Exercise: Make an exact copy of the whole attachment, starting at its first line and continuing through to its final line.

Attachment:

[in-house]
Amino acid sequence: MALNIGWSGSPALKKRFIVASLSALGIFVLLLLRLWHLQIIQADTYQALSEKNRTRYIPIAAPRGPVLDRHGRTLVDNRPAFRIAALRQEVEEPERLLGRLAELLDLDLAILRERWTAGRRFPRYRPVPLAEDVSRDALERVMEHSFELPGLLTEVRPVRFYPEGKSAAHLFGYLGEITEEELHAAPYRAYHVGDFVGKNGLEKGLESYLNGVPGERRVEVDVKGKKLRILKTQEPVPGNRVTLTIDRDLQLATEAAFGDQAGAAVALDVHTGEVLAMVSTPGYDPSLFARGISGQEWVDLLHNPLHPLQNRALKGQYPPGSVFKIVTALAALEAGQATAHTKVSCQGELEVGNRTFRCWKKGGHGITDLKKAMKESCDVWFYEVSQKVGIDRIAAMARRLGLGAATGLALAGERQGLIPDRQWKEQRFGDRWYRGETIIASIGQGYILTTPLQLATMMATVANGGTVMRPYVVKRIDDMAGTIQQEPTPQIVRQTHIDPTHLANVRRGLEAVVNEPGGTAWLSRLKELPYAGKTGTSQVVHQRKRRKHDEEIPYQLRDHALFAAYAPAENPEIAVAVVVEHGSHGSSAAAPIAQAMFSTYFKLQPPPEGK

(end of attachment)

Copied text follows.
[in-house]
Amino acid sequence: MALNIGWSGSPALKKRFIVASLSALGIFVLLLLRLWHLQIIQADTYQALSEKNRTRYIPIAAPRGPVLDRHGRTLVDNRPAFRIAALRQEVEEPERLLGRLAELLDLDLAILRERWTAGRRFPRYRPVPLAEDVSRDALERVMEHSFELPGLLTEVRPVRFYPEGKSAAHLFGYLGEITEEELHAAPYRAYHVGDFVGKNGLEKGLESYLNGVPGERRVEVDVKGKKLRILKTQEPVPGNRVTLTIDRDLQLATEAAFGDQAGAAVALDVHTGEVLAMVSTPGYDPSLFARGISGQEWVDLLHNPLHPLQNRALKGQYPPGSVFKIVTALAALEAGQATAHTKVSCQGELEVGNRTFRCWKKGGHGITDLKKAMKESCDVWFYEVSQKVGIDRIAAMARRLGLGAATGLALAGERQGLIPDRQWKEQRFGDRWYRGETIIASIGQGYILTTPLQLATMMATVANGGTVMRPYVVKRIDDMAGTIQQEPTPQIVRQTHIDPTHLANVRRGLEAVVNEPGGTAWLSRLKELPYAGKTGTSQVVHQRKRRKHDEEIPYQLRDHALFAAYAPAENPEIAVAVVVEHGSHGSSAAAPIAQAMFSTYFKLQPPPEGK